The proposed approach for action localization begins by over-segmenting the training videos into supervoxels and computing the local features in the videos. For each training video, a graph is constructed that captures relations from all the supervoxels to those belonging to action foreground (ground truth) (see Figure 2). Then, given a testing video, we initialize the context walk with a randomly selected supervoxel and find its nearest neighbors using appearance and motion features. The displacement relations from training supervoxels are then used to predict the location of an action in the testing video. This gives a conditional distribution for each supervoxel in the video of belonging to the action. By selecting the supervoxel with the highest probability, we make predictions about location of the action again and update the distribution. This context walk is executed for several steps and is followed by inferring the action proposals through Conditional Random Field. The confidences for the localized action segments (proposals) are then obtained through Support Vector Machine learned using the labeled training videos (see Figure 3).
Figure 2: This figure illustrates the idea of using context in the form of spatio-temporal displacements between supervoxels. (a) Given training videos for an action c which have been over-segmented into supervoxels, we construct a context graph for each video as shown in (b). Each graph has edges emanating from all the supervoxels to those that belong to foreground action (circumscribed with dashed green contours). The color of each node in (b) is the same as that of the corresponding supervoxel in (a). Finally, a composite graph (Ξ) from all the context graphs is constructed, implemented efficiently using a kd-tree.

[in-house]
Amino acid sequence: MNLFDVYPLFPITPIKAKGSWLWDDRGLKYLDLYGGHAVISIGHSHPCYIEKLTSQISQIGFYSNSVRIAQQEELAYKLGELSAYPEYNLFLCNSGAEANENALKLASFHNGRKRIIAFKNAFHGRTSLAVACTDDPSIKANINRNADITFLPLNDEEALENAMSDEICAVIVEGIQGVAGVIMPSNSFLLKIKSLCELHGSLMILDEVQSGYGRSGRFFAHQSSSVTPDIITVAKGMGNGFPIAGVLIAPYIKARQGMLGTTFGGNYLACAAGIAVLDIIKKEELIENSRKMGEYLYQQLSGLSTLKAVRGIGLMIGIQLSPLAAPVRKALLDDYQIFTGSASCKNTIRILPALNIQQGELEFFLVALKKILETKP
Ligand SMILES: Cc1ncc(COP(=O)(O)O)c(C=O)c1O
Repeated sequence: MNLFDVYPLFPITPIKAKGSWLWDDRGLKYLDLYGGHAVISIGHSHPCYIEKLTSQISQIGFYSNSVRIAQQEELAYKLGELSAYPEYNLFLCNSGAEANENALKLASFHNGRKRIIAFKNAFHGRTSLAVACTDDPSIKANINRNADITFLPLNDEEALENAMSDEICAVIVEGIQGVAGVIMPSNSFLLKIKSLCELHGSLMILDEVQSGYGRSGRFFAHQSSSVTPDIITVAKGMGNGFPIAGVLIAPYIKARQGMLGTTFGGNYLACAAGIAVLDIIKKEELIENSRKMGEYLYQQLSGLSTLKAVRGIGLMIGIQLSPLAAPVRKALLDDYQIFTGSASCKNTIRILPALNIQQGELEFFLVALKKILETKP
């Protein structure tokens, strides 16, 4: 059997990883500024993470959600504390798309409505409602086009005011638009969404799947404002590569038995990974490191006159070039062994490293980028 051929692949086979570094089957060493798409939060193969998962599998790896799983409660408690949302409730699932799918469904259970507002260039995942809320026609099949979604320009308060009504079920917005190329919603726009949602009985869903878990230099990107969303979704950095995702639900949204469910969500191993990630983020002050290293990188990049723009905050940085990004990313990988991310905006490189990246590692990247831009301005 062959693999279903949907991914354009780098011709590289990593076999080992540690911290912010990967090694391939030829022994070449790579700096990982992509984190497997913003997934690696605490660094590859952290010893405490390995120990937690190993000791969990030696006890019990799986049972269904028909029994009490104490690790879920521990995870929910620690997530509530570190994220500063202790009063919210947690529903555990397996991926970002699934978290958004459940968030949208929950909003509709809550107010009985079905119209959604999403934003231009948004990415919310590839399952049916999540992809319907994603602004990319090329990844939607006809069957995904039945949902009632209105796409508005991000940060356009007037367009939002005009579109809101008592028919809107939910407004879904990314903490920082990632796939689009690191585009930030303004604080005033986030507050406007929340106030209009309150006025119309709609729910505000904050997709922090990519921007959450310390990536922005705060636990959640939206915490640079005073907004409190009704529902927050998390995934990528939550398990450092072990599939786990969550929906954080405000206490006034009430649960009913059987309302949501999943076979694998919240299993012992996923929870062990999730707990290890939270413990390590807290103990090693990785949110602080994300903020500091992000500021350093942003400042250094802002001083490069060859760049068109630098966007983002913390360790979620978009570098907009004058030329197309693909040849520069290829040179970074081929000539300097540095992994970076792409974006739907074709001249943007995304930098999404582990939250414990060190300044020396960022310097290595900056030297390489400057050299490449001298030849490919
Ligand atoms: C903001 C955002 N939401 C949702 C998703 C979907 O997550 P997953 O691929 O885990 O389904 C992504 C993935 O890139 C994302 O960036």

Figure 3: This figure depicts the testing procedure of the proposed approach. (a) Given a testing video, we perform supervoxel (SV) segmentation. (b) A graph G is constructed using the supervoxels as nodes. (c) We find the nearest neighbors of the selected supervoxel (vτ; initially selected randomly) in the composite graph Ξ which returns the displacement vectors learned during training. The displacement vectors are projected in the testing video as shown with yellow arrows. (d) We update the foreground/action confidences of all supervoxels using all the NNs and their displacement vectors. (e) The supervoxel with the highest confidence is selected as vτ+1. (f) The walk is repeated for T steps. (g) Finally, a CRF gives action proposals whose action confidences are computed using SVM.
We evaluate the proposed approach on three challenging action localization datasets: UCF-Sports, sub-JHMDB and THUMOS’13. The qualitative and quantitative results can be seen below:
Figure 4: This figure shows qualitative results of the proposed approach (yellow contours) against ground truth (green boxes) on selected frames of testing videos. The first two rows are from UCF-Sports, third and fourth are from sub-JHMDB, while fifth and sixth rows are from THUMOS’13 datasets. Last row shows two failure cases from sub-JHMDB.
Figure 5: The ROC and AUC curves on UCF Sports Dataset are shown in (a) and (b), respectively. (c) shows the AUC for THUMOS’13 dataset, for which we are the first to report results.
Figure 6: The ROC and AUC curves for sub-JHMDB dataset are shown in (a) and (b), respectively.
Khurram Soomro, Haroon Idrees and Mubarak Shah, Predicting the Where and What of actors and actions through Online Action Localization, IEEE Conference on Computer Vision and Pattern Recognition (CVPR), 2016.